Document Type



Doctor of Philosophy (PhD)


Business Administration

First Advisor's Name

Steve Wen-Jen Lin

First Advisor's Committee Title

Committee chair

Second Advisor's Name

Xiao Chuan Huang

Second Advisor's Committee Title

Committee member

Third Advisor's Name

Jonathan Milian

Third Advisor's Committee Title

Committee member

Fourth Advisor's Name

Wen-Hsiu Chou

Fourth Advisor's Committee Title

Committee member



Date of Defense



The purpose of this study is to provide evidence on the effects of the nature of accounting standards (i.e. principles- versus rules-based accounting standards) on audit quality and earnings attributes. I construct a comprehensive instrument to effectively measure rules-based characteristics in the U.S. GAAP following Mergenthaler (2011). I then construct a firm-level instrument to capture firms' reliance on principles-based accounting standards using the textual analysis approach developed by Folsom et al. (2017). Using data from S&P 500 companies during 2009-2014, I first examine whether principles- (or rules-) based standards in the FASB Accounting Standards Codification (ASC) system affect both the inputs (i.e. audit fees) and the outcomes (i.e. financial misstatements) of the audit process. The multivariate regression results show that firms applying more principles-based standards pay less audit fees but the nature of accounting standards doesn’t affect restatements. My finding suggests that auditors do consider the degree of precision and complexity in accounting standards when assessing the level of audit inputs, but audit quality is generally not compromised by the nature of accounting standards. I also investigate the influence on firms’ earnings attributes. More specifically, I examine the statistical association between firms’ reliance on principles- (or rules-) based accounting standards and the timely loss recognition (TLR) during the same sample period. Interestingly, I find that the timeliness in loss recognition is insensitive to firms’ choice of applying more principles- (or rules-) based accounting standards. The results of this study should be of interest to preparers, auditors, U.S. standards setters, and accounting researchers.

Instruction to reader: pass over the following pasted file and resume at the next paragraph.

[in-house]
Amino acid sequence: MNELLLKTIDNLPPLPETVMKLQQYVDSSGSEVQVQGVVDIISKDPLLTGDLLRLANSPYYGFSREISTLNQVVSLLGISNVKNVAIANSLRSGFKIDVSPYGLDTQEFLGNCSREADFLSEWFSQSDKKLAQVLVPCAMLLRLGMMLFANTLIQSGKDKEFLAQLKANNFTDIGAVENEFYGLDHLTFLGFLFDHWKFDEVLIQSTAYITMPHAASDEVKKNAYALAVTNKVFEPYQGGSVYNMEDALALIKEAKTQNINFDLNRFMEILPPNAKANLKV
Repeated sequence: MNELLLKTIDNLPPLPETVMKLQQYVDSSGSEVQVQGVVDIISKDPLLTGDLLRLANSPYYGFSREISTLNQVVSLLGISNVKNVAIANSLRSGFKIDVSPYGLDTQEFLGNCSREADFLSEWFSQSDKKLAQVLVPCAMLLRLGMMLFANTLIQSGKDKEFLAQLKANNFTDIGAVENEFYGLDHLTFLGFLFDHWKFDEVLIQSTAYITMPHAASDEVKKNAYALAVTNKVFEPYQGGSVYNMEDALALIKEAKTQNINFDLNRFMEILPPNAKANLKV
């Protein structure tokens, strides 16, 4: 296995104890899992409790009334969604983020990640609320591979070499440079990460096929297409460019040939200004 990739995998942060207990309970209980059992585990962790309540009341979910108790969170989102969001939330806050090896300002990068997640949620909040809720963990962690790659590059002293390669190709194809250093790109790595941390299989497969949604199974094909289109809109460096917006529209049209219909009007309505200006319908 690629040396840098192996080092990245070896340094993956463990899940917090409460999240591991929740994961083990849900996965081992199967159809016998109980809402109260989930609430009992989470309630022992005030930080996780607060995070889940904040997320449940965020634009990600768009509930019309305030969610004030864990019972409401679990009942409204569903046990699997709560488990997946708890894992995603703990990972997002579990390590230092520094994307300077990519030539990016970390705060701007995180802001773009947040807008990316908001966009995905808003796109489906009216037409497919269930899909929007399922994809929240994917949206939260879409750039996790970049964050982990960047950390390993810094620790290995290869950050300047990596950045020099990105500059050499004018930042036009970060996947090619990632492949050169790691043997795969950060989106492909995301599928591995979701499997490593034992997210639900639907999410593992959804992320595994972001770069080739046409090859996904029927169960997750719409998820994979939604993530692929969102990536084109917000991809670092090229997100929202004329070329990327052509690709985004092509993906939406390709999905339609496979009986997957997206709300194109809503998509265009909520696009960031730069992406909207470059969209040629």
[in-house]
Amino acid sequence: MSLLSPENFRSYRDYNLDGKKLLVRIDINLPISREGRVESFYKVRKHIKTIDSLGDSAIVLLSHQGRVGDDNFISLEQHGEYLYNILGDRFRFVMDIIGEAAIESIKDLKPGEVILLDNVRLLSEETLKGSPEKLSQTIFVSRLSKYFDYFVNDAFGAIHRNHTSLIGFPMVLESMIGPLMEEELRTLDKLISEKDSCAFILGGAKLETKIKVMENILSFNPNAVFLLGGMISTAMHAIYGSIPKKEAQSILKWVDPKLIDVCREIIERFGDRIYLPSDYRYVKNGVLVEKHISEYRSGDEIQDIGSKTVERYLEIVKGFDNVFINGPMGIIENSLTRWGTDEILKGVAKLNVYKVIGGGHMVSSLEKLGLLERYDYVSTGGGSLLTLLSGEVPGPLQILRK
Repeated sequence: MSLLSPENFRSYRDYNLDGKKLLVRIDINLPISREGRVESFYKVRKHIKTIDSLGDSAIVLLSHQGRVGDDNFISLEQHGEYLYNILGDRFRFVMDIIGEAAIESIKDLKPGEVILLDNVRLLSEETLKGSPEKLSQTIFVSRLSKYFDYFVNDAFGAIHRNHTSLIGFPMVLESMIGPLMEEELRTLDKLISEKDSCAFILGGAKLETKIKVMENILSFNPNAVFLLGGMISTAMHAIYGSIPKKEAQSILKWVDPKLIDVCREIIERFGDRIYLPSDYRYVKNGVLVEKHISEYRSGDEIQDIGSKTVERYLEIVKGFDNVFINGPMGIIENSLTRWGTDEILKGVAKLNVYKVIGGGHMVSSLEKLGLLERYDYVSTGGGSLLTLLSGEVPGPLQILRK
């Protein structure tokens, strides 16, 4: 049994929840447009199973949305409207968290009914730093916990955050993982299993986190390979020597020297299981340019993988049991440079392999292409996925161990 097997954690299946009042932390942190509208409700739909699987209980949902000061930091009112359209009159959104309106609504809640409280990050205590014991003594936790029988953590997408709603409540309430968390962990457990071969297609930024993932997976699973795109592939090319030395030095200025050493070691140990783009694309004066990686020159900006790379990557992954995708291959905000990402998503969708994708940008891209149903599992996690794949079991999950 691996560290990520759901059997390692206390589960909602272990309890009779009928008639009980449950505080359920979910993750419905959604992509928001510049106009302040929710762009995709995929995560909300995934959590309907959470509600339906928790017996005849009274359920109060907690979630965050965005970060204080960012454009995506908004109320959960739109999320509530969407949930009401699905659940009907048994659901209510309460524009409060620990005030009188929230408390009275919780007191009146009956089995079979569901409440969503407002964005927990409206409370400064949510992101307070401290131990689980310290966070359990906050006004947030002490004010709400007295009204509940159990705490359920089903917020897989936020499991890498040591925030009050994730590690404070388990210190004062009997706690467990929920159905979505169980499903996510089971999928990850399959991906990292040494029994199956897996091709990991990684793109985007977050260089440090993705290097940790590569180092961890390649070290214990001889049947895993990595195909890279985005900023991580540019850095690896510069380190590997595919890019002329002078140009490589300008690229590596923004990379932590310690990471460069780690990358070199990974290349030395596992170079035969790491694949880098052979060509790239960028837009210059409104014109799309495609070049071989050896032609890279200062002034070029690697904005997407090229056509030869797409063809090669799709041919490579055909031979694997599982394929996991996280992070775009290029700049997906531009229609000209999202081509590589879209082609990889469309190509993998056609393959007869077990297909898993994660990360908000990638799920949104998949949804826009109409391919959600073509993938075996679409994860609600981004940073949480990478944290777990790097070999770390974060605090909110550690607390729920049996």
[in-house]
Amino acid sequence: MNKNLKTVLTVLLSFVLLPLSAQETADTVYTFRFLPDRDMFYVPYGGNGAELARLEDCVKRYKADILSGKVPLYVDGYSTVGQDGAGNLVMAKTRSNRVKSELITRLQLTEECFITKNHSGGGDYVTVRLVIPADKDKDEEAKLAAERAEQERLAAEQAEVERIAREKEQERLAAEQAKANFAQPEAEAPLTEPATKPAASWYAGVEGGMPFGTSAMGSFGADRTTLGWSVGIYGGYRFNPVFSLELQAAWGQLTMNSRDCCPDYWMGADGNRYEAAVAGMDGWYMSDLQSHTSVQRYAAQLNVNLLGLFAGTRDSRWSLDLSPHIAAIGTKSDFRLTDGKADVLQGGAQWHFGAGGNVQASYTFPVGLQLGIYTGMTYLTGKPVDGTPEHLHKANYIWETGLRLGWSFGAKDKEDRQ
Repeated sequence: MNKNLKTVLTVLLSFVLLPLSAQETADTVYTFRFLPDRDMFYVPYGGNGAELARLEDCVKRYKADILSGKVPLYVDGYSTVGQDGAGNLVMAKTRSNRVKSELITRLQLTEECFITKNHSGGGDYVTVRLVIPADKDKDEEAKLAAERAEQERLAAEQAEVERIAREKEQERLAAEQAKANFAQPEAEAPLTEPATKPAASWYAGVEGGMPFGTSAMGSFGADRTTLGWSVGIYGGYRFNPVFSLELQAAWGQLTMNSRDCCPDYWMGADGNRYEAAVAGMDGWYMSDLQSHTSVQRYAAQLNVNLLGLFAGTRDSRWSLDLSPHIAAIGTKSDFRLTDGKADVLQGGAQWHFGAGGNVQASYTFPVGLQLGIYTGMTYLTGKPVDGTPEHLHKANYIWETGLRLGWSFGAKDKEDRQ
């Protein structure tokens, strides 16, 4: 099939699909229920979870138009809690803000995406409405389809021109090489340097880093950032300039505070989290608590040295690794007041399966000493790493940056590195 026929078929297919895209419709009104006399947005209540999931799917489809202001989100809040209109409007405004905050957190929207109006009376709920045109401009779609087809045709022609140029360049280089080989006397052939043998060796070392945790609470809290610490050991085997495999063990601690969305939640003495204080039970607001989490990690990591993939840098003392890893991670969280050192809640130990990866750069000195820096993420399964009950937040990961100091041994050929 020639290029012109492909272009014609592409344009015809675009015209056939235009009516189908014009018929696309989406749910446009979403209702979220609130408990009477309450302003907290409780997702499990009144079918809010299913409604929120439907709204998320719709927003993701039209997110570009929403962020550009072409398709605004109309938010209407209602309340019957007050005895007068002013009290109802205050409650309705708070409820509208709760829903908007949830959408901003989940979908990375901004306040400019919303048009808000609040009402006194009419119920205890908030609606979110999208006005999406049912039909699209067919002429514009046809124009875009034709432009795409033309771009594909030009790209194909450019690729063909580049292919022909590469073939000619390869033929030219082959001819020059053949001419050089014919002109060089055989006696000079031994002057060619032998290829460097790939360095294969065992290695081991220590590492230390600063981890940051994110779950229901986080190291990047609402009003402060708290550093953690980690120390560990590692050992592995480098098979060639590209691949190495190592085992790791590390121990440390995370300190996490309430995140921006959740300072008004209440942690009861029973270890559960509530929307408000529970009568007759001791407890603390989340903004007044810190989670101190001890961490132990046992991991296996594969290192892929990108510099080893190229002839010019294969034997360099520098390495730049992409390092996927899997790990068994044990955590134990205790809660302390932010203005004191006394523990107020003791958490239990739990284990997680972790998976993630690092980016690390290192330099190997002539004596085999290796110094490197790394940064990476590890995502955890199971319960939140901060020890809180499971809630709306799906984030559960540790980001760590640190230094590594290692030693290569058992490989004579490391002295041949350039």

Included in

Accounting Commons



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